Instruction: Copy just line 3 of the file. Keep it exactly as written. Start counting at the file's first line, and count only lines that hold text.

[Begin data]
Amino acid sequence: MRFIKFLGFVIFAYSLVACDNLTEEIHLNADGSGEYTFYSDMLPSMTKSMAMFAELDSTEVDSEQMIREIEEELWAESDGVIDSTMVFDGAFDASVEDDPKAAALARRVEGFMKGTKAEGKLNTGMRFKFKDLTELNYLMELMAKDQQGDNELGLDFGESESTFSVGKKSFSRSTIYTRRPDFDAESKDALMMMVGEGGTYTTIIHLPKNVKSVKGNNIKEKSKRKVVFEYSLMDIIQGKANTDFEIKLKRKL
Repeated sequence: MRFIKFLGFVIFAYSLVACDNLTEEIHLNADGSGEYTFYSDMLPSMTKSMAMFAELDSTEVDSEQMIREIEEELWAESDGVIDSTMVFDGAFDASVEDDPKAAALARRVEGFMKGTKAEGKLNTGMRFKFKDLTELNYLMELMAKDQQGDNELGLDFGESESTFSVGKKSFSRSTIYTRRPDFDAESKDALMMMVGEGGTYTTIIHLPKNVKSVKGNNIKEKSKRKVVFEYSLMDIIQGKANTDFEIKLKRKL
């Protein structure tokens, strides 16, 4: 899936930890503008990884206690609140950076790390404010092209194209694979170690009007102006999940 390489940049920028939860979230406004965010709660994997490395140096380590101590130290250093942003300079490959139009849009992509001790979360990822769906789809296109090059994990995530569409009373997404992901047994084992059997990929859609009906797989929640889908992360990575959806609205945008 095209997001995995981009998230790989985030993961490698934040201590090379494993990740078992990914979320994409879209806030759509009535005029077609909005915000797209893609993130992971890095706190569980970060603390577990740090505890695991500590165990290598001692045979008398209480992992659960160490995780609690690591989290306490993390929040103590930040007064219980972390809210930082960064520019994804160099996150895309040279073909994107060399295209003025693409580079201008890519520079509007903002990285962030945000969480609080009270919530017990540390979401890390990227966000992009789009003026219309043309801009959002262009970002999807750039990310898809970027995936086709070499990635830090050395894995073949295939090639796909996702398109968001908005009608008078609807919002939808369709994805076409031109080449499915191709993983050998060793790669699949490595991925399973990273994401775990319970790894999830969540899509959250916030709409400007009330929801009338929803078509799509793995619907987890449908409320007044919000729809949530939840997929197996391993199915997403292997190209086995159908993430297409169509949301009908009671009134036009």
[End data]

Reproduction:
């Protein structure tokens, strides 16, 4: 899936930890503008990884206690609140950076790390404010092209194209694979170690009007102006999940 390489940049920028939860979230406004965010709660994997490395140096380590101590130290250093942003300079490959139009849009992509001790979360990822769906789809296109090059994990995530569409009373997404992901047994084992059997990929859609009906797989929640889908992360990575959806609205945008 095209997001995995981009998230790989985030993961490698934040201590090379494993990740078992990914979320994409879209806030759509009535005029077609909005915000797209893609993130992971890095706190569980970060603390577990740090505890695991500590165990290598001692045979008398209480992992659960160490995780609690690591989290306490993390929040103590930040007064219980972390809210930082960064520019994804160099996150895309040279073909994107060399295209003025693409580079201008890519520079509007903002990285962030945000969480609080009270919530017990540390979401890390990227966000992009789009003026219309043309801009959002262009970002999807750039990310898809970027995936086709070499990635830090050395894995073949295939090639796909996702398109968001908005009608008078609807919002939808369709994805076409031109080449499915191709993983050998060793790669699949490595991925399973990273994401775990319970790894999830969540899509959250916030709409400007009330929801009338929803078509799509793995619907987890449908409320007044919000729809949530939840997929197996391993199915997403292997190209086995159908993430297409169509949301009908009671009134036009």